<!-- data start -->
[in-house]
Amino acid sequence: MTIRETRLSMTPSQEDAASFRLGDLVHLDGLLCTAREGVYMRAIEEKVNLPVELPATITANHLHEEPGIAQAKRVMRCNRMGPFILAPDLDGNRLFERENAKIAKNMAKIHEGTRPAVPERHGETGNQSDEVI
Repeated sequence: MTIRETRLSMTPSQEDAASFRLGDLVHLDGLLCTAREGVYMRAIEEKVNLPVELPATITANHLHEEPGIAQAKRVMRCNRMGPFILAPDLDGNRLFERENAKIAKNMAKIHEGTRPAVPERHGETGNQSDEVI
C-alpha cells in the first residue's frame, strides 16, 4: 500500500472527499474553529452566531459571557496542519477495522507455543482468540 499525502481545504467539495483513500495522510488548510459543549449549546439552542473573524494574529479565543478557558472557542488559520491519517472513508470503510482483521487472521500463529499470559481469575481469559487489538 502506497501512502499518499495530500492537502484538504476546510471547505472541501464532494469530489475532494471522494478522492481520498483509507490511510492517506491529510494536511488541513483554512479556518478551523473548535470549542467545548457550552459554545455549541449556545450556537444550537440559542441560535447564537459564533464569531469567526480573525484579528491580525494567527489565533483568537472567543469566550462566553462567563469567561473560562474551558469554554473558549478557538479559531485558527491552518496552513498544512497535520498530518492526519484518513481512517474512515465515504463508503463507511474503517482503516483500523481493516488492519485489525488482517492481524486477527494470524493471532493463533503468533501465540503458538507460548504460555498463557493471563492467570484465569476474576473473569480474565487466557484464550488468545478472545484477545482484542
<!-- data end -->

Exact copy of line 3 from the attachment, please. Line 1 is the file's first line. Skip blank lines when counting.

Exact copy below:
Repeated sequence: MTIRETRLSMTPSQEDAASFRLGDLVHLDGLLCTAREGVYMRAIEEKVNLPVELPATITANHLHEEPGIAQAKRVMRCNRMGPFILAPDLDGNRLFERENAKIAKNMAKIHEGTRPAVPERHGETGNQSDEVI